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October 15, 2008

Creative Problem Solving

"I'm angry!" Stephen yelled and stormed out of the blocks center.
"No." Ana replied calmly as she rolled the toy fire truck back and forth on the floor.
"I want the fire truck!  I'm so angry!" Stephen yelled and stomped his feet.
Ana continued rolling the truck, and Stephen glared at her.
"Stephen," I intervened, "I can tell how mad you are because your arms are crossed and you're using a loud voice.  I'm proud that you used your words."
"But I want the fire truck!" Stephen yelled and tears started streaming down his face.

 
Learning how to identify and solve social problems can be challenging for young children.  In my classroom, we spend a great deal of time at the beginning of the year discussing, role playing, and practicing how you can identify and solve problems.  Students learn how to label and identify emotions in themselves and other people (e.g. "I know that you are frustrated because your eyes are scrunched and your body is tight."), which is the foundation of problem solving.  They then learn what they can do to solve problems: calm themselves down, use words to explain what happened, and generate possible solutions.

Today, Stephen demonstrated some tremendous progress in terms of social problem solving.  At the beginning of last year when Stephen was angry, he would kick, hit, scream, and cry.  He did not know how to label his own emotions, and he had trouble taking the perspective of other people.  In this anecdote, Stephen is clearly able to label his own feelings, and, while his response is not ideal, it does keep everybody safe.  I took this brief "teachable moment" as a time to use physical and verbal cues to discern his feelings, and reinforce all his hard work.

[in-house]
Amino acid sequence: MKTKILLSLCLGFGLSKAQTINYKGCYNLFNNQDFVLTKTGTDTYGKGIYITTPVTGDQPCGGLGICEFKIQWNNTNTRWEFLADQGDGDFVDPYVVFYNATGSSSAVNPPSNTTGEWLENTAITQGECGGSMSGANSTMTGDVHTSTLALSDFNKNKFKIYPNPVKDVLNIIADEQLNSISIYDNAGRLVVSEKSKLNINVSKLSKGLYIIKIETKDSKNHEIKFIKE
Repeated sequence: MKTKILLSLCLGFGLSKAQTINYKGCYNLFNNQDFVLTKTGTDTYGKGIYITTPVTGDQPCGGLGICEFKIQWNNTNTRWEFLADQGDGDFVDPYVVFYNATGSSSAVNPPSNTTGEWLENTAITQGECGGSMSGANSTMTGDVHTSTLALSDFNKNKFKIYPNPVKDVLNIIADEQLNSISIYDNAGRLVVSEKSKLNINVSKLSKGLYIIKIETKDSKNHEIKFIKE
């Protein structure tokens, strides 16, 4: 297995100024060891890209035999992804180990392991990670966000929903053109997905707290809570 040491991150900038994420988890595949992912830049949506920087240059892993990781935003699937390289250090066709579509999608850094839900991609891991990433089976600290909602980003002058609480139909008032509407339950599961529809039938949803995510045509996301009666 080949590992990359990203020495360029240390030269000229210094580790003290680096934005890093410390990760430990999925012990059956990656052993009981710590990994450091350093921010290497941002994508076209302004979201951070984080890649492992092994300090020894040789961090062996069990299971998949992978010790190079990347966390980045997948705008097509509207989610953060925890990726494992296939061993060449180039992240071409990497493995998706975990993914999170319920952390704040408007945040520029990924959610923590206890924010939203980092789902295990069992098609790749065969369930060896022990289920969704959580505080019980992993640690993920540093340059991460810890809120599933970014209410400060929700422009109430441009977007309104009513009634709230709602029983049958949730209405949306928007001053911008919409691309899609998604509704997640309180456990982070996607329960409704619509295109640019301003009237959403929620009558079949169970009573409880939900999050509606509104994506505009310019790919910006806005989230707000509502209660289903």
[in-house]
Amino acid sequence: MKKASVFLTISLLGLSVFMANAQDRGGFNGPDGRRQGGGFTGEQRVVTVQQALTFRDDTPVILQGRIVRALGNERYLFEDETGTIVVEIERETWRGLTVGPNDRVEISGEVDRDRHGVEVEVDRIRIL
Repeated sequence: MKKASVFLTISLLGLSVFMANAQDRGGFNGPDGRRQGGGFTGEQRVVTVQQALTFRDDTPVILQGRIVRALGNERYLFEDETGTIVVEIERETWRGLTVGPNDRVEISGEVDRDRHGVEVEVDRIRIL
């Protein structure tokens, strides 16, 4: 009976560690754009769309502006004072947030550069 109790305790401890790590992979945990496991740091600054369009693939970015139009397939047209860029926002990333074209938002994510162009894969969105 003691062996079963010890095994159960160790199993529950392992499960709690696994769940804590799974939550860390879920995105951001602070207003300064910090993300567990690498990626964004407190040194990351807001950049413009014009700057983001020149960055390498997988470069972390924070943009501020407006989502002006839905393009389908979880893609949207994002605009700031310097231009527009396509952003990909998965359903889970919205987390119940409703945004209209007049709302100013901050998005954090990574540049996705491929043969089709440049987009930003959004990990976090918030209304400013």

From there, we were able to transform Stephen's frustration into a literacy activity.  I knew Stephen needed to distance himself from the fire truck and engage with different materials, so I suggested that he write Ana a note to tell her how he was feeling.  Stephen got excited about this idea, and quickly sat down to write.  "How do you spell Ana?" he asked.  I showed him her name tag, and he copied it correctly.  We then thought about what he wanted to tell her, and he decided on, "Let me play with that all by myself." We counted the words in his sentence and I wrote one line on his paper to represent each word.  Then Stephen began sounding out the message. He ended up with, "L M P W d o b msAf," -- essentially wroting the beginning sound for each word in his message, plus some middle and ending sounds in "myself."  He signed his name at the bottom, and we reread the message together. 
 
Stephen walked back over to the blocks center and proudly reread his note to Ana.  He gave her the paper, and she handed him the truck. Both students were happy, and they each learned a great deal in the process!

Comments

This is awesome! I haven't used that form of writing (drawing the lines for each work) with my students in impromptu writing experiences and I really like how it worked for you. I will try to do that.

Thanks for commenting, Sarah! I find that doing scaffolded writing at those impromptu moments is often easier than doing it in whole or small groups because I can really focus on one child at a time. Let me know how it goes in your classroom!

I love how you described Steven's posture and identified the emotion first. I am impressed that Steven was able to identify the emotion he felt and what the problem was. You must have set up a great deal of learning opportunities in the area! Good for you. This is what I hope I can foster in my room this fall.

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